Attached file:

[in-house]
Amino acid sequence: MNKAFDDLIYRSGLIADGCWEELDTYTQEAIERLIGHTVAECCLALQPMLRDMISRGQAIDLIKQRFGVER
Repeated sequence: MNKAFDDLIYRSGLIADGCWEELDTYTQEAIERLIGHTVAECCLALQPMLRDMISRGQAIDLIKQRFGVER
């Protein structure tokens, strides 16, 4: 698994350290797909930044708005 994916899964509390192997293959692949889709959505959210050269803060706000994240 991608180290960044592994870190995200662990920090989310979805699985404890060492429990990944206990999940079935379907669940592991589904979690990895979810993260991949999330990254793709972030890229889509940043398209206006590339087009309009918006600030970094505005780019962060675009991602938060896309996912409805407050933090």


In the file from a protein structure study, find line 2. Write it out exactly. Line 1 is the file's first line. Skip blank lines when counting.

Amino acid sequence: MNKAFDDLIYRSGLIADGCWEELDTYTQEAIERLIGHTVAECCLALQPMLRDMISRGQAIDLIKQRFGVER